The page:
My adjournment debate is for the Minister for Roads and Road Safety. It feels like police have been battling hooning since the introduction of highpowered vehicles. Lives have been lost and even more have been ruined by accidents as a result of hooning. Our laws have been improving slowly over time. The crackdown on hoons over the last 10 years has given police tools to impound cars, issue large fines and more. Wideranging advertising, coupled with police operations, has seen these laws become infamous within the Victorian community. Unfortunately at times these laws do fall on deaf ears. Recently I have been approached by a member of the Geelong community who has highlighted the issue of hoon events. There have been reports of hundreds of people attending organised events where they are encouraging risky behaviour. Currently if the police attend and break up an organised event, the only people that can be charged with offences are those that are participating in the hooning in their vehicle. However, this is not the case in Brimbank City Council in Melbourne. The council has created their own local laws that outlaw the attendance at hoon events in their local government area. The council had been having many issues with large-scale hoon events, but nothing had been done in state law to rectify this, so they took matters into their own hands. To address this, the council passed two new local laws, including:
A person must not participate in, encourage, or attend a hoon event without lawful excuse— and—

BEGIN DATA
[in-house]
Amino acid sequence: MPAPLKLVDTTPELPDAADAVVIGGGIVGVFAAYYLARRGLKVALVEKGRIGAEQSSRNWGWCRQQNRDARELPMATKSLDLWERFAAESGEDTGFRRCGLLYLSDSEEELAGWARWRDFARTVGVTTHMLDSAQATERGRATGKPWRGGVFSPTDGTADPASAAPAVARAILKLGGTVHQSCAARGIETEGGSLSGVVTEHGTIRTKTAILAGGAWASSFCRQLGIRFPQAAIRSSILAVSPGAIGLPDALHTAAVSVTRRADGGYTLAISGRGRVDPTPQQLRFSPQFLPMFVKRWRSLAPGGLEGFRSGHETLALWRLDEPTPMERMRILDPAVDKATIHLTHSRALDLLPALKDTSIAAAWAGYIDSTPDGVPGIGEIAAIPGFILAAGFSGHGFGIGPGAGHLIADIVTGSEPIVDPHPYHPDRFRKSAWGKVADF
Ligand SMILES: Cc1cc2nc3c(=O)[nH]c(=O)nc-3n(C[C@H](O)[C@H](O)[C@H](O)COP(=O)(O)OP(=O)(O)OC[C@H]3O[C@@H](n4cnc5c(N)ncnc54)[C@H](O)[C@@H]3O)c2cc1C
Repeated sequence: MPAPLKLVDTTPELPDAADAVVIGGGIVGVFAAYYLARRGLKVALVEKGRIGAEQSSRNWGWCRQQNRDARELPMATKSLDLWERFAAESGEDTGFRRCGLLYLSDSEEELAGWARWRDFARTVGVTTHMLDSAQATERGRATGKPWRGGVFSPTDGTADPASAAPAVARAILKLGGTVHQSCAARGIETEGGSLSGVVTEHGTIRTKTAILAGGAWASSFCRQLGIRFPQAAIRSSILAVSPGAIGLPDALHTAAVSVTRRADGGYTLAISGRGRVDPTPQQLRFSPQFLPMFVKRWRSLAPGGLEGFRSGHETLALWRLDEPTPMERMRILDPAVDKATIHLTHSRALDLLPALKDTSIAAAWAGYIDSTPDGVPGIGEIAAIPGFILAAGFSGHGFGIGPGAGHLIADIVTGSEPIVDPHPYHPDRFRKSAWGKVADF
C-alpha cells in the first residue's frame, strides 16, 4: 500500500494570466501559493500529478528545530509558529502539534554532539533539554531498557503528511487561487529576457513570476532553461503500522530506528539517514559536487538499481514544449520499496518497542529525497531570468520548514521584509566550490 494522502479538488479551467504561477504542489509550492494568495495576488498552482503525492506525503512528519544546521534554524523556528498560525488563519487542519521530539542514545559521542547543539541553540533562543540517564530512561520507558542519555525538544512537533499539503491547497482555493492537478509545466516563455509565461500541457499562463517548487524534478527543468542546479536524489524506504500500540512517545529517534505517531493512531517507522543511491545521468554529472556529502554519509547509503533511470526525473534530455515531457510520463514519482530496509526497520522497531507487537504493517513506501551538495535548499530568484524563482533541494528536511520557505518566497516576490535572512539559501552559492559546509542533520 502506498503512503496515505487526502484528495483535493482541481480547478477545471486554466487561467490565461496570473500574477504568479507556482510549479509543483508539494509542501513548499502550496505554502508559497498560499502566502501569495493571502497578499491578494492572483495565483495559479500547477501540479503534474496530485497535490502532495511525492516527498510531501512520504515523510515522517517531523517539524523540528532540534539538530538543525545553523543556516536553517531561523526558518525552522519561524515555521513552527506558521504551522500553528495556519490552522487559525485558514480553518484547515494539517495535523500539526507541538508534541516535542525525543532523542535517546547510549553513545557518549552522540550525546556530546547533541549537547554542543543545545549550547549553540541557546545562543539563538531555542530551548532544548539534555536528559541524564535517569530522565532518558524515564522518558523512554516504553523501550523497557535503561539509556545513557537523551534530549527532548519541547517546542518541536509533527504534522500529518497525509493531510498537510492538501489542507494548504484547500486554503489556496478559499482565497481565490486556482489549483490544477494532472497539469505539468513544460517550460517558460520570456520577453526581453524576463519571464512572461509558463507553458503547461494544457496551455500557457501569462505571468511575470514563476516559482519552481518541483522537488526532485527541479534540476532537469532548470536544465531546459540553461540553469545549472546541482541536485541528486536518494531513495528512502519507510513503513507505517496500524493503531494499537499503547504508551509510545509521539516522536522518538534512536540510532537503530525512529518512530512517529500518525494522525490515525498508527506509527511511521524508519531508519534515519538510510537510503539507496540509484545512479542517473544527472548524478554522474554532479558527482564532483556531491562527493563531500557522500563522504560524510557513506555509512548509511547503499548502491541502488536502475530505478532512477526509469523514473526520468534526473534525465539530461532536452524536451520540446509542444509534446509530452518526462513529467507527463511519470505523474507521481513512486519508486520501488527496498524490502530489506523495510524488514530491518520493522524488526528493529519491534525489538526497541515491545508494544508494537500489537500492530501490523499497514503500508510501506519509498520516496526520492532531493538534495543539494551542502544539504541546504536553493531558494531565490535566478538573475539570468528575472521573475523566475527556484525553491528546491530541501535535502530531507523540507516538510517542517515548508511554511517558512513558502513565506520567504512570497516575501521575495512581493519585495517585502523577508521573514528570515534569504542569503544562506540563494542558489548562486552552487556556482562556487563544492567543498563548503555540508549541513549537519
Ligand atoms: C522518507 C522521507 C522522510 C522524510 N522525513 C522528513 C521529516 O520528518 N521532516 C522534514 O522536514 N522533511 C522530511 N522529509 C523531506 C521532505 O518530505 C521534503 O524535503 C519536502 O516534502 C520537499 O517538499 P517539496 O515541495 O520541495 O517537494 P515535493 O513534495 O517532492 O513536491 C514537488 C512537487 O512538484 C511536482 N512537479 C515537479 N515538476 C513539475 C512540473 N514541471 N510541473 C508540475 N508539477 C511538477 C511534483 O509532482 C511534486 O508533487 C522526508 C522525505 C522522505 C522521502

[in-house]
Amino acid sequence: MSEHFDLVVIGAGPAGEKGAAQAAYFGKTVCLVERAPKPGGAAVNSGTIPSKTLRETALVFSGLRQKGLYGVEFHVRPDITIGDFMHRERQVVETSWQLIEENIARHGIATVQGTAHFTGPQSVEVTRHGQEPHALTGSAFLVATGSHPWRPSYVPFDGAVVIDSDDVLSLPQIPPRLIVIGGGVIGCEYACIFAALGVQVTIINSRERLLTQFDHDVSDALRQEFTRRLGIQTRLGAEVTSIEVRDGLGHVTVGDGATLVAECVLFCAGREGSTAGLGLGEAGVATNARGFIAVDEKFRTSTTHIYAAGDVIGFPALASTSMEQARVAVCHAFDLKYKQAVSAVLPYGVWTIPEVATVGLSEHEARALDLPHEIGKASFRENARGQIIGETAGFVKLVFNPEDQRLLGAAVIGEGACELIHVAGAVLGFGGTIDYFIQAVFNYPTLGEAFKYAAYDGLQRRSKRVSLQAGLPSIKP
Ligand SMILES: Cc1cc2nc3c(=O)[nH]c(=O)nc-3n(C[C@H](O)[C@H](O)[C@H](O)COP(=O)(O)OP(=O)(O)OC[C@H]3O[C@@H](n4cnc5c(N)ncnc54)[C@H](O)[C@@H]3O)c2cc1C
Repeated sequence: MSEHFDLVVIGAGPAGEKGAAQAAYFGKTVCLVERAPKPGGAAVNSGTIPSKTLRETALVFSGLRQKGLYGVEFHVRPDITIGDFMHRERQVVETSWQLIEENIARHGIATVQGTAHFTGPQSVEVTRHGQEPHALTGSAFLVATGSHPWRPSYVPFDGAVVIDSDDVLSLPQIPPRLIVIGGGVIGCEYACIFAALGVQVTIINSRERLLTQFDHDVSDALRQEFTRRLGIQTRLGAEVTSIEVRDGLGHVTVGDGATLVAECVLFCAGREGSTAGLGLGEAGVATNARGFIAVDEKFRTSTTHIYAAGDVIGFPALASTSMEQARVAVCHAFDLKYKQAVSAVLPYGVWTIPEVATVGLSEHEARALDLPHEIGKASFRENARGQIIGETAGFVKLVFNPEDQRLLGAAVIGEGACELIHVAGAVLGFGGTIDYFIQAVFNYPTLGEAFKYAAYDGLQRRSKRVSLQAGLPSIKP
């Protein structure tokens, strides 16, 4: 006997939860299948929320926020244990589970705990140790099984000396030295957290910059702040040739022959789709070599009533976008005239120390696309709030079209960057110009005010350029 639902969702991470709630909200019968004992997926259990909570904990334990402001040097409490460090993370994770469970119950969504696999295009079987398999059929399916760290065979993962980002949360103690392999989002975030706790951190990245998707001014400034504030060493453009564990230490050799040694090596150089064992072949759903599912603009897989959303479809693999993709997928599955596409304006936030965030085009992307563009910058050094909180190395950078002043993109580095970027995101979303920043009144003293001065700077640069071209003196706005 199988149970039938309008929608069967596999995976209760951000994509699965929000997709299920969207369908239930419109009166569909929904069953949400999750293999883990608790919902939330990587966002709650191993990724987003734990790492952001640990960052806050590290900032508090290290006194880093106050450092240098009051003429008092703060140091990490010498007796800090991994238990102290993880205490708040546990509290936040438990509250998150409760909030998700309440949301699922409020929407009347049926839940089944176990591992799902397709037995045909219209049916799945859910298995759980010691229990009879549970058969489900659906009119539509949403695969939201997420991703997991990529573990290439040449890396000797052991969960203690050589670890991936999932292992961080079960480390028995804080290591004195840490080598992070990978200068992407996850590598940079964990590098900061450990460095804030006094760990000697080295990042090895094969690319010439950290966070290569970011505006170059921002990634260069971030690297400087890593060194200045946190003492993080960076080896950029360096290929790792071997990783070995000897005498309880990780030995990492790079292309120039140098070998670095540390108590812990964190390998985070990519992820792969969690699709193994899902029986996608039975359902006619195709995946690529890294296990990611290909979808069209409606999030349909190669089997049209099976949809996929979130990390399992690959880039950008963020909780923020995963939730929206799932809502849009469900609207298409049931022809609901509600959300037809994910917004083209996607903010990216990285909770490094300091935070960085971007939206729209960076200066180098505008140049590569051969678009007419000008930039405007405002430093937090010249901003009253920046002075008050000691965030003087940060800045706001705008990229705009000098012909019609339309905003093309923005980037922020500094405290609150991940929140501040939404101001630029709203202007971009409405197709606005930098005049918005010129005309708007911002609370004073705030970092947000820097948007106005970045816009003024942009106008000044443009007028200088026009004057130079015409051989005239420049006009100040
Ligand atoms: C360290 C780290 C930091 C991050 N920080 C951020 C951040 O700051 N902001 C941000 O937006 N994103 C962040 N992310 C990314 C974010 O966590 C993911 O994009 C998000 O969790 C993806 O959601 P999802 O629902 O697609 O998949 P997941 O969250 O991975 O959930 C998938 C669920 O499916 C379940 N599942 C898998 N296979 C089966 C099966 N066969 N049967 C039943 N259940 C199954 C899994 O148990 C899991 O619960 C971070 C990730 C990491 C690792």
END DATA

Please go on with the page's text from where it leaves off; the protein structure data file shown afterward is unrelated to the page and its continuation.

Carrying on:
The driver of a motor vehicle must not stop or park in close proximity to a hoon event without lawful excuse. These have been extremely successful in reducing hoon events in their LGA. The council have made police authorised officers and they are able to enforce these laws. If you are found to be in breach of either of these laws, you will be fined 8 penalty units. I have been told that one particular hoon event in Brimbank saw more than 300 fines issued—$80 000 in fines were paid within two months, and not one has been successfully contested in court. Since the introduction of these laws, hoon events have decreased in Brimbank. However, there have been anecdotal reports of hoon events now happening in the surrounding LGAs. Put simply, these laws are working. News reports from earlier this year have indicated that other LGAs are considering introducing their own local laws to combat hoon events. However, the last thing anyone wants is different road laws across each council. The best way forward is to introduce statewide hoon event laws to stop people from attending and encouraging these dangerous events. How many more people need to get hurt before we introduce more laws? Therefore the action that I seek from the minister is that he investigate the feasibility of new statewide hoon event laws to protect lives, property and public infrastructure, and I would appreciate being updated on any outcomes from such an investigation.